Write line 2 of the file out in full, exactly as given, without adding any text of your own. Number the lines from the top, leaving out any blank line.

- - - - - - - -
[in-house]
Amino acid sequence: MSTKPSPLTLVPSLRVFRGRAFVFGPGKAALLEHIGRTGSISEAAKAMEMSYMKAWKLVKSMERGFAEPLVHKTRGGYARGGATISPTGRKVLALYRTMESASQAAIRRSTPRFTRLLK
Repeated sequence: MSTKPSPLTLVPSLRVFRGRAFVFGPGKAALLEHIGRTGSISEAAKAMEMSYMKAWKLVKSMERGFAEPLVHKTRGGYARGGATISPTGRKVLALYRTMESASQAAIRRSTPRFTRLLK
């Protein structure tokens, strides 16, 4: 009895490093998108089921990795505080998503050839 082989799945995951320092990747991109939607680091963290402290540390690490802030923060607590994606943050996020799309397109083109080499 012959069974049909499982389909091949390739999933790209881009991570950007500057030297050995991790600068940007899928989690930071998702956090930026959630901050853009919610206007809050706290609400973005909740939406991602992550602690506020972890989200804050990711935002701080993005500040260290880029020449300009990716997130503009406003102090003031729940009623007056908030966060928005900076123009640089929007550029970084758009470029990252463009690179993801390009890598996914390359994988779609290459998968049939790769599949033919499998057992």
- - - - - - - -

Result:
Amino acid sequence: MSTKPSPLTLVPSLRVFRGRAFVFGPGKAALLEHIGRTGSISEAAKAMEMSYMKAWKLVKSMERGFAEPLVHKTRGGYARGGATISPTGRKVLALYRTMESASQAAIRRSTPRFTRLLK